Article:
Volunteer for a Service Organization

 

Service organizations are always looking for new volunteers, especially those with financial skills. Accountants are always needed and in high demand. Find an organization whose mission aligns with your interests and values.

 

Potential benefits of volunteering for a not-for-profit organization include opportunities to gain leadership experience, establish professional relationships with people who can provide referrals or personal references, and expand your professional network. It’s definitely something to strongly consider, as you’ll reap rewards for the time that you dedicate to a worthy organization.

 

Develop a professional network

 

Effective networking involves having conversations with many different people. Networking is ongoing, not event-driven. You aren’t too busy. Make time for it. This is an important part of your career-development plan. To become an effective networker, you need to learn how to work a room. Networking suggestions include:

 

  • Don’t stay with the people you know.
  • Practice excusing yourself gracefully so you can meet more people.
  • Don’t ask people for things/favors while you’re getting to know them.
  • Hold up your end of the conversation by asking questions and listening carefully to the answers.
  • Show empathy and be nice to someone who is alone… Imagine if it were you.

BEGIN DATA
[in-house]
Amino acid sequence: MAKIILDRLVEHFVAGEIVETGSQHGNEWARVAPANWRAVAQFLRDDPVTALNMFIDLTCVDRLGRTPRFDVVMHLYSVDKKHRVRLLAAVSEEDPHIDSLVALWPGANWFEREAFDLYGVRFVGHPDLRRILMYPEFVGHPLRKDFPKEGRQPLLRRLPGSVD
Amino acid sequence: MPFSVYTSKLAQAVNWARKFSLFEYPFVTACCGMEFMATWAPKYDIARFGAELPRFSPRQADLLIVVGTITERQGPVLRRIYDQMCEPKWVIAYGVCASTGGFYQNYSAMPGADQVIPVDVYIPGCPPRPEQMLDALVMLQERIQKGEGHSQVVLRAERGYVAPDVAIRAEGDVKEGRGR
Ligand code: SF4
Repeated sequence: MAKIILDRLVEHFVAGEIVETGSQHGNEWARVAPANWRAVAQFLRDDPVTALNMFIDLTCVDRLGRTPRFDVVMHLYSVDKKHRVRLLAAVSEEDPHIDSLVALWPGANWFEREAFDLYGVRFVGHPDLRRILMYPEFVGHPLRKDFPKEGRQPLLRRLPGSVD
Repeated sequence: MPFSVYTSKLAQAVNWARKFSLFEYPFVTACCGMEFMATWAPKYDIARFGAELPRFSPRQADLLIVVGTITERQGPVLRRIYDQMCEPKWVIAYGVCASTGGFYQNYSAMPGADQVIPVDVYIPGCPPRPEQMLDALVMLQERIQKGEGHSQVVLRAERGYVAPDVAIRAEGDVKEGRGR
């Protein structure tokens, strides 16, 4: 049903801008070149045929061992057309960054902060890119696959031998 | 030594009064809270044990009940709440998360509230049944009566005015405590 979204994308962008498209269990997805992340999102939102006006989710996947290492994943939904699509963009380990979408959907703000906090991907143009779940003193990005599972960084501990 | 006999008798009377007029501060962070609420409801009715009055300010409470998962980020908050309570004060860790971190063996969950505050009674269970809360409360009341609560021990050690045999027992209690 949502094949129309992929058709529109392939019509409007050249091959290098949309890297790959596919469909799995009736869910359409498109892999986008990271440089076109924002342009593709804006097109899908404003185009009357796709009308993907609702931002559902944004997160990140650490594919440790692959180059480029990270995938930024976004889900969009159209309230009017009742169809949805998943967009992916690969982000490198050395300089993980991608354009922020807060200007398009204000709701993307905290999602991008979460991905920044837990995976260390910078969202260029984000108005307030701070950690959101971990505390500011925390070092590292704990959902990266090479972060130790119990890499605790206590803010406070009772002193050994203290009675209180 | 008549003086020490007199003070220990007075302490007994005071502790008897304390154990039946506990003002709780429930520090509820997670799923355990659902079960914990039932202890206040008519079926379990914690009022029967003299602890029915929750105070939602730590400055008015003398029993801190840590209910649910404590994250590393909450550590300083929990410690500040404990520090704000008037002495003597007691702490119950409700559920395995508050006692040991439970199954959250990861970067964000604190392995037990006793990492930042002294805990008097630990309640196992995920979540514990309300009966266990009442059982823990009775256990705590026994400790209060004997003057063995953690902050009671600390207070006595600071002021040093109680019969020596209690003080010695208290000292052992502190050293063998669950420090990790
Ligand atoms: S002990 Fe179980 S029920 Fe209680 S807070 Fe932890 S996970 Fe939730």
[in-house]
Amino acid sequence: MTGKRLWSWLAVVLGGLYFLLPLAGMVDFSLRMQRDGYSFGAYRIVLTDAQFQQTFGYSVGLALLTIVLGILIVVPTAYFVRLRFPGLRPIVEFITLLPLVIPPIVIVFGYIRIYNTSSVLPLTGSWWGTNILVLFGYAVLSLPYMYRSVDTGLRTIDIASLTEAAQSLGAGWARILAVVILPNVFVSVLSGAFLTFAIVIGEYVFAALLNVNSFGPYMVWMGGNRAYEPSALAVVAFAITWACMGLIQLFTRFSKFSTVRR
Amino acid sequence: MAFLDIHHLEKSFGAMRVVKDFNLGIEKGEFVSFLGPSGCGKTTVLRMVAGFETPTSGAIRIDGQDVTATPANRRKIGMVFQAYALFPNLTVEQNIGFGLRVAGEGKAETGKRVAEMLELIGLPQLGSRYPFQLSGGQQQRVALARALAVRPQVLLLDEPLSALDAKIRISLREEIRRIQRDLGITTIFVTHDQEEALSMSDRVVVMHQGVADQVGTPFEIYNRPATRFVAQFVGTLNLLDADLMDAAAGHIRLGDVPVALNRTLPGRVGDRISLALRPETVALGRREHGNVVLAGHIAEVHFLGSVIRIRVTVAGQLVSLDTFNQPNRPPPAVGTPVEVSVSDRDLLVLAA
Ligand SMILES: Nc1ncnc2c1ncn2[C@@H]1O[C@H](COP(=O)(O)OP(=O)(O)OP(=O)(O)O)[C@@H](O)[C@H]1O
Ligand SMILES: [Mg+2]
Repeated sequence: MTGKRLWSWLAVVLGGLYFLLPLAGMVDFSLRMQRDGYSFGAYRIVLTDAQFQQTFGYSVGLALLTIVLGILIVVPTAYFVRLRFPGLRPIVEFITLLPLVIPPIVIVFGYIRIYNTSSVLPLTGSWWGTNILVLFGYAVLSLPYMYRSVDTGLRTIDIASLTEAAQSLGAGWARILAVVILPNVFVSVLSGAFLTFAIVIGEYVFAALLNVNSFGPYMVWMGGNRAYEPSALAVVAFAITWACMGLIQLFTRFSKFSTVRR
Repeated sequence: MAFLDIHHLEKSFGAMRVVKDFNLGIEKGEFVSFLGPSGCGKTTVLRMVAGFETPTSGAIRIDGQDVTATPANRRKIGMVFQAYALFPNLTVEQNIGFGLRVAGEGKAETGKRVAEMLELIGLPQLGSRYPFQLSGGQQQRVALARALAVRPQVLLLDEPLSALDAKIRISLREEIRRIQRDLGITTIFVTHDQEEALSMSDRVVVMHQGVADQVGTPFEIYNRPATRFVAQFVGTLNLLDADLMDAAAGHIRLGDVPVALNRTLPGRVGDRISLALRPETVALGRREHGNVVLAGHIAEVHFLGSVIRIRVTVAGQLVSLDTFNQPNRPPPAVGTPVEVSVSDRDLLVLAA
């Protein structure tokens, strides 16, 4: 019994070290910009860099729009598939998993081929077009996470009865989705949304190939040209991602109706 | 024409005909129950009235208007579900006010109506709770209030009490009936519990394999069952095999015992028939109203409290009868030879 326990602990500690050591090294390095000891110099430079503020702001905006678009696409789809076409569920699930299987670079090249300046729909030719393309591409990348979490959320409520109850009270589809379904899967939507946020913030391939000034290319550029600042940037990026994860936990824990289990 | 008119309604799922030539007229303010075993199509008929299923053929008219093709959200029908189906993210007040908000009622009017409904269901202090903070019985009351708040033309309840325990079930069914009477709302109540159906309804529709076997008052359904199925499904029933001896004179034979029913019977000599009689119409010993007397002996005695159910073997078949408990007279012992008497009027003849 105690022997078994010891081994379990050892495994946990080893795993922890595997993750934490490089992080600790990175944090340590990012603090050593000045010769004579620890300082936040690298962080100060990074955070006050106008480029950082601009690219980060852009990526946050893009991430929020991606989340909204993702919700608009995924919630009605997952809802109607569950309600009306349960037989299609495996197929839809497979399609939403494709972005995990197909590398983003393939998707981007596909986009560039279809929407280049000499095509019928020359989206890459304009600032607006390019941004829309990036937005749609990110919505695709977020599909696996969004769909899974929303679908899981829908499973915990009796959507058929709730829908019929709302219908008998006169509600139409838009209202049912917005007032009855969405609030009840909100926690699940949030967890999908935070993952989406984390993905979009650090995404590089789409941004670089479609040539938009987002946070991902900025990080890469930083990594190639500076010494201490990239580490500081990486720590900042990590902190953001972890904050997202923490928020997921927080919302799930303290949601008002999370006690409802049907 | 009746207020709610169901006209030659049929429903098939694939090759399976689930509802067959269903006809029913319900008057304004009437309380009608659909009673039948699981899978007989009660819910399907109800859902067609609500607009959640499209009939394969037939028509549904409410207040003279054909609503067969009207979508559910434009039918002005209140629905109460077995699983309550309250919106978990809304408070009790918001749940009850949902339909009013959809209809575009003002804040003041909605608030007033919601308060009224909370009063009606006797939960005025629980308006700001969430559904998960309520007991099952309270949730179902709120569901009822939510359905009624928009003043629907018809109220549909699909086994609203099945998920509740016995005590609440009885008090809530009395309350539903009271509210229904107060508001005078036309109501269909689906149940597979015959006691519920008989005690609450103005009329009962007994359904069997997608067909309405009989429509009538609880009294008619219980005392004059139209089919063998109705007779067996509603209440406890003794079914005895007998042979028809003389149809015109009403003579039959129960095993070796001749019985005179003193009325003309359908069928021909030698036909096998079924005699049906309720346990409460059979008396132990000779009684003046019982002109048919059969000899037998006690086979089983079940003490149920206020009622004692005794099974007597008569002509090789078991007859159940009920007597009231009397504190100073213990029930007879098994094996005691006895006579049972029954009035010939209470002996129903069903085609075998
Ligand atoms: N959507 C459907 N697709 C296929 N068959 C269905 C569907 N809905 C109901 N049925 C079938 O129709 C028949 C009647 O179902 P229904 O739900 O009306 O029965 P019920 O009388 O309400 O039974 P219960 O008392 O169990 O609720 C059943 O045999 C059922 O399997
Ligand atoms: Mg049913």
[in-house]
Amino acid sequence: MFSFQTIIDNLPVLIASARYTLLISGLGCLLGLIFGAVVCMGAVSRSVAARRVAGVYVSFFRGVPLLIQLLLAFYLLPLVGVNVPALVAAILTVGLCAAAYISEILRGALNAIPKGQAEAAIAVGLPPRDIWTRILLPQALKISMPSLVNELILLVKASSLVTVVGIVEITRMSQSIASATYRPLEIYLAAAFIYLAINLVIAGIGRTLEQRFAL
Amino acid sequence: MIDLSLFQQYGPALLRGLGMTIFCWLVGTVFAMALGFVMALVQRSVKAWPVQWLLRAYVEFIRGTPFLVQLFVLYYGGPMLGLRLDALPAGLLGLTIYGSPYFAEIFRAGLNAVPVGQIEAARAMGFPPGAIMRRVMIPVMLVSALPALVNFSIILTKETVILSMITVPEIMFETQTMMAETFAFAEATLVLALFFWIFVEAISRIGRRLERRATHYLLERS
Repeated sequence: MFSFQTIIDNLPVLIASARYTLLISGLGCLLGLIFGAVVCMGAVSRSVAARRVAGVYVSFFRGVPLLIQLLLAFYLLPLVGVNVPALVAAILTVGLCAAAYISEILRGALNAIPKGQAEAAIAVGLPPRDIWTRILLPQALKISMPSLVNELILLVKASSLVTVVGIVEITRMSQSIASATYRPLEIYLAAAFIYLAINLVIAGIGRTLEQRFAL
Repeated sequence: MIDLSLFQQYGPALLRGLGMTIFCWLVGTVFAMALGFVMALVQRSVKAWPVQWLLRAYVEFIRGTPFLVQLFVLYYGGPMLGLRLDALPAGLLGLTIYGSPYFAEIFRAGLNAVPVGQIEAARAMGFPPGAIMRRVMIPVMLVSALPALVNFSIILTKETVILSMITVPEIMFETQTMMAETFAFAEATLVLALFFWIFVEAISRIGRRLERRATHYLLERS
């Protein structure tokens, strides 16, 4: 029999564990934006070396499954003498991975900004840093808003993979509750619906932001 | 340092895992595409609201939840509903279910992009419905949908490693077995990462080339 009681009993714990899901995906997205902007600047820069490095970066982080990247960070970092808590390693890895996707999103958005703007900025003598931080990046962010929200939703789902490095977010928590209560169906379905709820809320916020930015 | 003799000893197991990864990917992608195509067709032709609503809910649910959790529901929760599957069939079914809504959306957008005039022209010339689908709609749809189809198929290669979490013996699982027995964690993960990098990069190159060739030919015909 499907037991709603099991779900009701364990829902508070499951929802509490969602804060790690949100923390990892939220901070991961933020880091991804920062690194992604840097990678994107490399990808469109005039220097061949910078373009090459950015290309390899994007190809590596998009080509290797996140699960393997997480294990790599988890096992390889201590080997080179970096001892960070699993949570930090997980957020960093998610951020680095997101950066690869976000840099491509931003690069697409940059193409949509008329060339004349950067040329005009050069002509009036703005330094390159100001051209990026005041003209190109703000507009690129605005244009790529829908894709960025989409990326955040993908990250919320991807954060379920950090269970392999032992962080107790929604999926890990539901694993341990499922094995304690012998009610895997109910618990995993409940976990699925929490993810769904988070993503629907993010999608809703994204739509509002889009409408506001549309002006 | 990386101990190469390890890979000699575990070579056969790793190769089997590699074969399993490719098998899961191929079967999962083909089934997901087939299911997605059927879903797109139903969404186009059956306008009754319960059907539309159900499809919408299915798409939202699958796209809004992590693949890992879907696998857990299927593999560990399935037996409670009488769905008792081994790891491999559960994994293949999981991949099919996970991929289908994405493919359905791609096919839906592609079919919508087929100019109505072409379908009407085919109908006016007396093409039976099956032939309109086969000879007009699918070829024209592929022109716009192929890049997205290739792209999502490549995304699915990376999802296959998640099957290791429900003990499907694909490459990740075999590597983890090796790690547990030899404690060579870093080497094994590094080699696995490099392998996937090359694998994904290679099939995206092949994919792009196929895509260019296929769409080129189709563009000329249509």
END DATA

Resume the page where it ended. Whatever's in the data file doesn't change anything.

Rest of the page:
Identify your purpose for attending an in-person event or virtual networking opportunity and be prepared: Are you trying to meet a particular person or trying to meet as many people as possible? Think about possible questions or conversation starters, a.k.a. icebreakers, ahead of time. Do research on a particular executive, company, or industry, if relevant.

 

Be strategic at networking events. Arrive early so that you can work a smaller crowd. Hand out your business card to people with whom you’ve shared a conversation, jot down notes on the back of cards, and request to connect on LinkedIn and/or follow up via email.

 

Don’t make it all about you. Adopt a more selfless approach to networking; ask questions about the person’s background and company, find ways to connect on a personal level.

 

Maintain your network. Stay on your professional contacts’ radar with an occasional email, text message, LinkedIn message, or quick phone call.

 

As Abraham Lincoln once said, “The best way to predict your future is to create it.” Follow the above advice to take charge of your professional development!

 



Lisa Beaudoin, CMA, CSCA, CAE, is senior director of business development at IMA. You can reach her at LBeaudoin@imanet.org.